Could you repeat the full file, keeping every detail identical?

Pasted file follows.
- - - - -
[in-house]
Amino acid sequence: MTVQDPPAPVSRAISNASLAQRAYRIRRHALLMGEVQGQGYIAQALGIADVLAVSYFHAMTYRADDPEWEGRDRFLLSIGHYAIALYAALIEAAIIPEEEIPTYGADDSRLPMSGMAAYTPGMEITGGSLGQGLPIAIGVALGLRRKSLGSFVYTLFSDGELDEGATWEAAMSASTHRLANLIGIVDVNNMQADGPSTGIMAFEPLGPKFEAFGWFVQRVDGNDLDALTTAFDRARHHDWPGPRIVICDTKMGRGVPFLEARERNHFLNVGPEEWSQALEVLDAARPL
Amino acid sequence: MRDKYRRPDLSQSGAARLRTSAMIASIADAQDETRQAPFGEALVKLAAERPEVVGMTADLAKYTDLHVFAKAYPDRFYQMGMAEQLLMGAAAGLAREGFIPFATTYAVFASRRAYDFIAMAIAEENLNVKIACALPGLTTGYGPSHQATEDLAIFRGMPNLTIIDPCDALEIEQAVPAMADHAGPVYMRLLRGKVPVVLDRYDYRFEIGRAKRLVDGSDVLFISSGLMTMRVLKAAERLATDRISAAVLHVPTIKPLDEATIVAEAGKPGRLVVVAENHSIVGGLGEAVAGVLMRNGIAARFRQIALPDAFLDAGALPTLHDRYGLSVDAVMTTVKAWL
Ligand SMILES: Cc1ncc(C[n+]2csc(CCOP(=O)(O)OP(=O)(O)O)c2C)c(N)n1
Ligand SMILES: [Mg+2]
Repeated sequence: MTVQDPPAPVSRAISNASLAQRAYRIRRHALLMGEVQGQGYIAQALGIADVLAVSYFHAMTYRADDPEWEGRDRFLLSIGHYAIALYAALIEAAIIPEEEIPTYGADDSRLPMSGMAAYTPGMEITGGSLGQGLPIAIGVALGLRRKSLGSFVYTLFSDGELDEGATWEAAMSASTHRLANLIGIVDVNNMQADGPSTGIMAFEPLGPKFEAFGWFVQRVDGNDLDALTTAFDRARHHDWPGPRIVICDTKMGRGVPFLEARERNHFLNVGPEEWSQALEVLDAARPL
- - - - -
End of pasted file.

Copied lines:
[in-house]
Amino acid sequence: MTVQDPPAPVSRAISNASLAQRAYRIRRHALLMGEVQGQGYIAQALGIADVLAVSYFHAMTYRADDPEWEGRDRFLLSIGHYAIALYAALIEAAIIPEEEIPTYGADDSRLPMSGMAAYTPGMEITGGSLGQGLPIAIGVALGLRRKSLGSFVYTLFSDGELDEGATWEAAMSASTHRLANLIGIVDVNNMQADGPSTGIMAFEPLGPKFEAFGWFVQRVDGNDLDALTTAFDRARHHDWPGPRIVICDTKMGRGVPFLEARERNHFLNVGPEEWSQALEVLDAARPL
Amino acid sequence: MRDKYRRPDLSQSGAARLRTSAMIASIADAQDETRQAPFGEALVKLAAERPEVVGMTADLAKYTDLHVFAKAYPDRFYQMGMAEQLLMGAAAGLAREGFIPFATTYAVFASRRAYDFIAMAIAEENLNVKIACALPGLTTGYGPSHQATEDLAIFRGMPNLTIIDPCDALEIEQAVPAMADHAGPVYMRLLRGKVPVVLDRYDYRFEIGRAKRLVDGSDVLFISSGLMTMRVLKAAERLATDRISAAVLHVPTIKPLDEATIVAEAGKPGRLVVVAENHSIVGGLGEAVAGVLMRNGIAARFRQIALPDAFLDAGALPTLHDRYGLSVDAVMTTVKAWL
Ligand SMILES: Cc1ncc(C[n+]2csc(CCOP(=O)(O)OP(=O)(O)O)c2C)c(N)n1
Ligand SMILES: [Mg+2]
Repeated sequence: MTVQDPPAPVSRAISNASLAQRAYRIRRHALLMGEVQGQGYIAQALGIADVLAVSYFHAMTYRADDPEWEGRDRFLLSIGHYAIALYAALIEAAIIPEEEIPTYGADDSRLPMSGMAAYTPGMEITGGSLGQGLPIAIGVALGLRRKSLGSFVYTLFSDGELDEGATWEAAMSASTHRLANLIGIVDVNNMQADGPSTGIMAFEPLGPKFEAFGWFVQRVDGNDLDALTTAFDRARHHDWPGPRIVICDTKMGRGVPFLEARERNHFLNVGPEEWSQALEVLDAARPL